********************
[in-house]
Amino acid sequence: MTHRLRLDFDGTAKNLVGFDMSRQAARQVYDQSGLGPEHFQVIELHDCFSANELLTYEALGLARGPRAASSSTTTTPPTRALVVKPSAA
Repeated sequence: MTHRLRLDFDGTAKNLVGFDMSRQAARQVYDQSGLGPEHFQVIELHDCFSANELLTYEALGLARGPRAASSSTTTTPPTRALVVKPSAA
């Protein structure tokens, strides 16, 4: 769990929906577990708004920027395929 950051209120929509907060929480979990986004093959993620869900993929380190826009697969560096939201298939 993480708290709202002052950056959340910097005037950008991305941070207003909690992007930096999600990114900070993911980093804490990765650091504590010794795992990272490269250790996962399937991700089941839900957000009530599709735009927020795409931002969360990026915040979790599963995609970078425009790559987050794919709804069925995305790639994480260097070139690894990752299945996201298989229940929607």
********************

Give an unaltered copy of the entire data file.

[in-house]
Amino acid sequence: MTHRLRLDFDGTAKNLVGFDMSRQAARQVYDQSGLGPEHFQVIELHDCFSANELLTYEALGLARGPRAASSSTTTTPPTRALVVKPSAA
Repeated sequence: MTHRLRLDFDGTAKNLVGFDMSRQAARQVYDQSGLGPEHFQVIELHDCFSANELLTYEALGLARGPRAASSSTTTTPPTRALVVKPSAA
């Protein structure tokens, strides 16, 4: 769990929906577990708004920027395929 950051209120929509907060929480979990986004093959993620869900993929380190826009697969560096939201298939 993480708290709202002052950056959340910097005037950008991305941070207003909690992007930096999600990114900070993911980093804490990765650091504590010794795992990272490269250790996962399937991700089941839900957000009530599709735009927020795409931002969360990026915040979790599963995609970078425009790559987050794919709804069925995305790639994480260097070139690894990752299945996201298989229940929607």